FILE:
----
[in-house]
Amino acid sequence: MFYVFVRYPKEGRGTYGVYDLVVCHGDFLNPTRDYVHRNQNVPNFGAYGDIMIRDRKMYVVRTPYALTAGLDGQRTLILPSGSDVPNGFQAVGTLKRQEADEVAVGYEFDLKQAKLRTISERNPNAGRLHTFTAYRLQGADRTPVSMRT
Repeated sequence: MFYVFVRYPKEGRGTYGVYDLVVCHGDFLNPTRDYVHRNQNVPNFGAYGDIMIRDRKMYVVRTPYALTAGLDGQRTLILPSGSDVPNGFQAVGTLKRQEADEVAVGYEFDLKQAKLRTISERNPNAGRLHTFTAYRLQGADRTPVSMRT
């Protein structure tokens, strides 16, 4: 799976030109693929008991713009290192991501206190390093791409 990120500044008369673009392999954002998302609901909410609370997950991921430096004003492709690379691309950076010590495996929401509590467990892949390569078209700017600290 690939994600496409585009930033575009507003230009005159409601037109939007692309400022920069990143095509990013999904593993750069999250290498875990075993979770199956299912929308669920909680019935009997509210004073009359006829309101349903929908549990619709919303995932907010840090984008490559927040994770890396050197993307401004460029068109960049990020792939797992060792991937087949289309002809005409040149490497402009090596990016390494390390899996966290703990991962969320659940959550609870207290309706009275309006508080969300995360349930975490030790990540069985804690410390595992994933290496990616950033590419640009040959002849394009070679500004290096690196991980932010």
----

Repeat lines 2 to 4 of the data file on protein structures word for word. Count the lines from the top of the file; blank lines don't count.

Amino acid sequence: MFYVFVRYPKEGRGTYGVYDLVVCHGDFLNPTRDYVHRNQNVPNFGAYGDIMIRDRKMYVVRTPYALTAGLDGQRTLILPSGSDVPNGFQAVGTLKRQEADEVAVGYEFDLKQAKLRTISERNPNAGRLHTFTAYRLQGADRTPVSMRT
Repeated sequence: MFYVFVRYPKEGRGTYGVYDLVVCHGDFLNPTRDYVHRNQNVPNFGAYGDIMIRDRKMYVVRTPYALTAGLDGQRTLILPSGSDVPNGFQAVGTLKRQEADEVAVGYEFDLKQAKLRTISERNPNAGRLHTFTAYRLQGADRTPVSMRT
């Protein structure tokens, strides 16, 4: 799976030109693929008991713009290192991501206190390093791409 990120500044008369673009392999954002998302609901909410609370997950991921430096004003492709690379691309950076010590495996929401509590467990892949390569078209700017600290 690939994600496409585009930033575009507003230009005159409601037109939007692309400022920069990143095509990013999904593993750069999250290498875990075993979770199956299912929308669920909680019935009997509210004073009359006829309101349903929908549990619709919303995932907010840090984008490559927040994770890396050197993307401004460029068109960049990020792939797992060792991937087949289309002809005409040149490497402009090596990016390494390390899996966290703990991962969320659940959550609870207290309706009275309006508080969300995360349930975490030790990540069985804690410390595992994933290496990616950033590419640009040959002849394009070679500004290096690196991980932010």